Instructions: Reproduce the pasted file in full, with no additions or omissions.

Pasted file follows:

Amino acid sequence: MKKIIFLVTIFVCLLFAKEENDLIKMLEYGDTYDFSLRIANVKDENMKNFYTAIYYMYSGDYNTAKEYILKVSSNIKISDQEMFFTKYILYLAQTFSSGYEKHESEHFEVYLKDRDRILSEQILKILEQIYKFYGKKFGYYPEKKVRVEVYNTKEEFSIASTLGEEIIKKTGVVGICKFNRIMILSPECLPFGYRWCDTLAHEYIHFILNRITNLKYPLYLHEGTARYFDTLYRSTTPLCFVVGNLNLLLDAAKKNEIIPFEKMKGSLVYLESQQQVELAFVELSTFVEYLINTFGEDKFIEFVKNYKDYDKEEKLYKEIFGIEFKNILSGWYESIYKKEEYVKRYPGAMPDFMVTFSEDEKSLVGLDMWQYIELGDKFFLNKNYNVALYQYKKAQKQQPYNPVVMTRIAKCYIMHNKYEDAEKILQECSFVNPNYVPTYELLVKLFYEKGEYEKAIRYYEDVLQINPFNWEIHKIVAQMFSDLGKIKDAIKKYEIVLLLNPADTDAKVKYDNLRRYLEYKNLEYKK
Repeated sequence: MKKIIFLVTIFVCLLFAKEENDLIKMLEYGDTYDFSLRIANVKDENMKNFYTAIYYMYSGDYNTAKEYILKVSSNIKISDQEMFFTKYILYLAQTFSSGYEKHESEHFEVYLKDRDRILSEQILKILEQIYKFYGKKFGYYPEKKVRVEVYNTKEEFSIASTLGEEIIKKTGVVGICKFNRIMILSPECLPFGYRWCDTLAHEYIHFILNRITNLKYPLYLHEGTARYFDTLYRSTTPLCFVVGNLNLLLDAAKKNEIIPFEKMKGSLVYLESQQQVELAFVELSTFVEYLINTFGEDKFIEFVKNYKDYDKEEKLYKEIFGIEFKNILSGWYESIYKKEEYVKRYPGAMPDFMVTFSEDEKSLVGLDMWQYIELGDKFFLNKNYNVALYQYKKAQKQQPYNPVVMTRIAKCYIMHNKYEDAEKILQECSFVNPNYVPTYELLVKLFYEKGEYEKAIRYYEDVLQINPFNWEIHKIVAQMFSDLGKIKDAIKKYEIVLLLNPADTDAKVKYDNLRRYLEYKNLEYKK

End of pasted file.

Amino acid sequence: MKKIIFLVTIFVCLLFAKEENDLIKMLEYGDTYDFSLRIANVKDENMKNFYTAIYYMYSGDYNTAKEYILKVSSNIKISDQEMFFTKYILYLAQTFSSGYEKHESEHFEVYLKDRDRILSEQILKILEQIYKFYGKKFGYYPEKKVRVEVYNTKEEFSIASTLGEEIIKKTGVVGICKFNRIMILSPECLPFGYRWCDTLAHEYIHFILNRITNLKYPLYLHEGTARYFDTLYRSTTPLCFVVGNLNLLLDAAKKNEIIPFEKMKGSLVYLESQQQVELAFVELSTFVEYLINTFGEDKFIEFVKNYKDYDKEEKLYKEIFGIEFKNILSGWYESIYKKEEYVKRYPGAMPDFMVTFSEDEKSLVGLDMWQYIELGDKFFLNKNYNVALYQYKKAQKQQPYNPVVMTRIAKCYIMHNKYEDAEKILQECSFVNPNYVPTYELLVKLFYEKGEYEKAIRYYEDVLQINPFNWEIHKIVAQMFSDLGKIKDAIKKYEIVLLLNPADTDAKVKYDNLRRYLEYKNLEYKK
Repeated sequence: MKKIIFLVTIFVCLLFAKEENDLIKMLEYGDTYDFSLRIANVKDENMKNFYTAIYYMYSGDYNTAKEYILKVSSNIKISDQEMFFTKYILYLAQTFSSGYEKHESEHFEVYLKDRDRILSEQILKILEQIYKFYGKKFGYYPEKKVRVEVYNTKEEFSIASTLGEEIIKKTGVVGICKFNRIMILSPECLPFGYRWCDTLAHEYIHFILNRITNLKYPLYLHEGTARYFDTLYRSTTPLCFVVGNLNLLLDAAKKNEIIPFEKMKGSLVYLESQQQVELAFVELSTFVEYLINTFGEDKFIEFVKNYKDYDKEEKLYKEIFGIEFKNILSGWYESIYKKEEYVKRYPGAMPDFMVTFSEDEKSLVGLDMWQYIELGDKFFLNKNYNVALYQYKKAQKQQPYNPVVMTRIAKCYIMHNKYEDAEKILQECSFVNPNYVPTYELLVKLFYEKGEYEKAIRYYEDVLQINPFNWEIHKIVAQMFSDLGKIKDAIKKYEIVLLLNPADTDAKVKYDNLRRYLEYKNLEYKK